The revised version of the RME test measures mentalising abilities in adults and was introduced as a tool for ASD screening [36]. A modified German version of the test was used in this study [24, 37,38,39,40], consisting of 24 pictures of the eye region with different affective and cognitive expressions. Participants were instructed to choose the most appropriate label for the mental state of the presented person out of four possible suggestions. Correct answers were summed to a total score with a maximum of 24.

The AQ is a 50-item self-rating questionnaire of autism traits [34]. Responses are given on four-point Likert-scales (1 = strongly agree to 4 = strongly disagree). Based on the ratings, each item was recoded to values 1 or 0 and summed up to a maximum score of 50 [34]. Higher values indicate more pronounced autism traits. AQ Scores > 32 depict pronounced autism traits [34]. In the ASD+ 83.63% and in the ASD− group, 78.15% of cases reported autism traits above this threshold. The AQ showed good discriminant validity and retest-reliability [41]. Cronbach’s \(\alpha\) revealed good internal consistency (\(\alpha\) = .86).

The TAS-20 is a self-rating questionnaire of alexithymia traits comprising three factors: Difficulties Identifying Feelings (DIF), Difficulties Describing Feelings (DDF), and Externally-Oriented Thinking (EOT) [10]. Responses are given on five-point Likert-scales, ranging from 5 = strongly agree to 1 = strongly disagree. Five inverse items need to be recoded. All items are then summed up to a maximum score of 100 (max DIF: 35, max DDF: 25, max EOT: 40). The recommended cut-off for clinically relevant alexithymia is 61 [42]. The factor structure was confirmed in different languages [43] and showed good internal validity in a large German sample [7]. Cronbach’s \(\alpha\) showed good internal consistencies for DIF (\(\alpha\) = .85) and DDF (\(\alpha\) = .74) and acceptable internal consistency for EOT (\(\alpha\) = .60). Most importantly in this research context is a recent study showing that despite their frequently observed covariation, autism and alexithymia traits measured with AQ and TAS can be considered as distinct constructs [44].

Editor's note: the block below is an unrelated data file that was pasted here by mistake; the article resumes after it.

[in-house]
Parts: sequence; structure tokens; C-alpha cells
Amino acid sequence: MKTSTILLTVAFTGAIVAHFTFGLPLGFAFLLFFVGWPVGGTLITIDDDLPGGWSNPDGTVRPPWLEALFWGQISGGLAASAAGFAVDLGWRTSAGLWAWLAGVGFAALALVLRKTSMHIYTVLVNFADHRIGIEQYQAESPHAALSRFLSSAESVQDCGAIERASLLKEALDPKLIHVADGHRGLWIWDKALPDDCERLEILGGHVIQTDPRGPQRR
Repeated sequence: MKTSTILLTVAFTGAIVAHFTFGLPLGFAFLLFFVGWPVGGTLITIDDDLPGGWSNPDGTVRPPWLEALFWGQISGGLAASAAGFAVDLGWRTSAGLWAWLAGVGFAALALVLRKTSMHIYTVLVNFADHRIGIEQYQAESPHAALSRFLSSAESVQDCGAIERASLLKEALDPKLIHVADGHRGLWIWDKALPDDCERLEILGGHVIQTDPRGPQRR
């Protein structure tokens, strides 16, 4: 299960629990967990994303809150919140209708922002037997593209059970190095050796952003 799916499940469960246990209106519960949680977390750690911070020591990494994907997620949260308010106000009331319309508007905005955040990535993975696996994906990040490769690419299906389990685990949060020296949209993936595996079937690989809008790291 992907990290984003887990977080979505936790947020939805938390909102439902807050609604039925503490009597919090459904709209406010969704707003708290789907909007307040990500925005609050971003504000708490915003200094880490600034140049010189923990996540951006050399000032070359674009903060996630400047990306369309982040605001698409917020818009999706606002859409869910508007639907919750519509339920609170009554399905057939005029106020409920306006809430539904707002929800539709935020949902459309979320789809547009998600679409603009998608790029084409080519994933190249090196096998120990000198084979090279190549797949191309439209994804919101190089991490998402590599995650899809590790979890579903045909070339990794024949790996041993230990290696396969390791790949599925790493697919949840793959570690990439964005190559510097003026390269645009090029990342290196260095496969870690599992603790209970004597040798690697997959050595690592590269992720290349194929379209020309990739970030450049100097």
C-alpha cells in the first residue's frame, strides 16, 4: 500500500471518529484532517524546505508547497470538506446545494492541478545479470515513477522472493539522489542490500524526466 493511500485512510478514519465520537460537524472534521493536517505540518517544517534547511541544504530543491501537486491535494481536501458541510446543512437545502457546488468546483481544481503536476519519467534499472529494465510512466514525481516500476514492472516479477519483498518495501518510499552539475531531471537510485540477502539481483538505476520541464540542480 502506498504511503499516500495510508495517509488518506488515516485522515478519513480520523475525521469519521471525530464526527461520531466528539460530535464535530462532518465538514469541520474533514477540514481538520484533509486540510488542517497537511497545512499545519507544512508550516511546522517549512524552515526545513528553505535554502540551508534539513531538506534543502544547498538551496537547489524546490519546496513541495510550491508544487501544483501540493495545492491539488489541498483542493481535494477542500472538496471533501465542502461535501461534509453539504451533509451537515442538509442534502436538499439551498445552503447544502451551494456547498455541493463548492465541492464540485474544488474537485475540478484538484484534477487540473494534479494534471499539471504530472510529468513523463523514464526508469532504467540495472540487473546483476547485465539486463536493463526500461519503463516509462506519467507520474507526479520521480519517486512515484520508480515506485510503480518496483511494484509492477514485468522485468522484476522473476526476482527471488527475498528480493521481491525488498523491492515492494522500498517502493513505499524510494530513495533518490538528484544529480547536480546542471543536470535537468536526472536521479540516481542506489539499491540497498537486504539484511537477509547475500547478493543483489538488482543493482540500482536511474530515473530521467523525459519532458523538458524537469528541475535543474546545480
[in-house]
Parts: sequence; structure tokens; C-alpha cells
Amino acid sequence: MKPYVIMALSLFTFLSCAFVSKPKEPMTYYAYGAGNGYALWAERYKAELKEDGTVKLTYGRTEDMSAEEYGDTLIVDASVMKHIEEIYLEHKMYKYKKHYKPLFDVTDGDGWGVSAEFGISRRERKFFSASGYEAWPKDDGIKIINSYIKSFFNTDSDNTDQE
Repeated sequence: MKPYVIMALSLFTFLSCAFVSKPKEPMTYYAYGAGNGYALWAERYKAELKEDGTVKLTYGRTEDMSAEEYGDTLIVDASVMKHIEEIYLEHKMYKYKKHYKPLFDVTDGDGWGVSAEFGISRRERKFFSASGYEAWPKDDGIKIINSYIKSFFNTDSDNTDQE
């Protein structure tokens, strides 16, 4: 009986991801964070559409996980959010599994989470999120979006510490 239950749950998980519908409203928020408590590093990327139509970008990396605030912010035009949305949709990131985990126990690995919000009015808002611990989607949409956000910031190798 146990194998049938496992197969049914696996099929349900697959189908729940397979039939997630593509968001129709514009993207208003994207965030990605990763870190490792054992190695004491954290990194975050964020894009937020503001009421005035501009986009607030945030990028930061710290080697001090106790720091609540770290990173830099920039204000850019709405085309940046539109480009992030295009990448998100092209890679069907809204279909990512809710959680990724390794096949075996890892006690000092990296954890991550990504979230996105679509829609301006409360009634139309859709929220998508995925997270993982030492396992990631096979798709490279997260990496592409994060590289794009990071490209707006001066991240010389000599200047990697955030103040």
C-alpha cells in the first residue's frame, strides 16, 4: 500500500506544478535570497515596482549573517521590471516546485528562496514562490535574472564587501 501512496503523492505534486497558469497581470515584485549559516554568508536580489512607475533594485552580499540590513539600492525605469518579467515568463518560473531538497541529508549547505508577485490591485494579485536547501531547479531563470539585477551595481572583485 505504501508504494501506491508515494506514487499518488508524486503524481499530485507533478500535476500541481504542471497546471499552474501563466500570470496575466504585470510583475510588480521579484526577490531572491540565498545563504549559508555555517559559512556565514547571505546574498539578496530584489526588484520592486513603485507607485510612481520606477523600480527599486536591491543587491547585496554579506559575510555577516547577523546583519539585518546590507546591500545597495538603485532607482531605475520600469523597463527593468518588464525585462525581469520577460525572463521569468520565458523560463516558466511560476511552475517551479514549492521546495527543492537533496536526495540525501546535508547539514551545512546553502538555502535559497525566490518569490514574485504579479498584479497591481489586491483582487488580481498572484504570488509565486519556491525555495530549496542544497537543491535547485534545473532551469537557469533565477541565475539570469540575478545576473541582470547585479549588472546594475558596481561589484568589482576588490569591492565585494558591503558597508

Statistical procedures

Data preprocessing and analysis were performed using RStudio [45] with a similar analysis approach as in our previous study [11].

For bivariate relationships, Pearson zero-order correlations of measures of interest were calculated (Table 2). For multivariate analysis, regression models were calculated with control variables, autism traits (AQ), and alexithymia traits (DIF, DDF, EOT) as predictors of mentalising scores (RME), separately for the ASD+ and ASD− samples (Table 3). The model controlled for variables age, sex, PIQ, and VIQ (Table 1). The model fit was adequate (< 6% of standardized residuals > 2), independence of errors was confirmed (Durbin-Watson statistic ≈ 2) and there was no multicollinearity (variance inflation factor < 2 for all predictors in all models). Heteroscedasticity was implied by residual plots and a significant result in the Breusch Pagan Test for both models. Robust regressions with heteroscedasticity-consistent variance covariance matrix (HCCM) were conducted, using the sandwich and lmtest packages in R [46, 47]. HCCMs were retrieved by the vcovHC() function, using HC3 method [48, 49].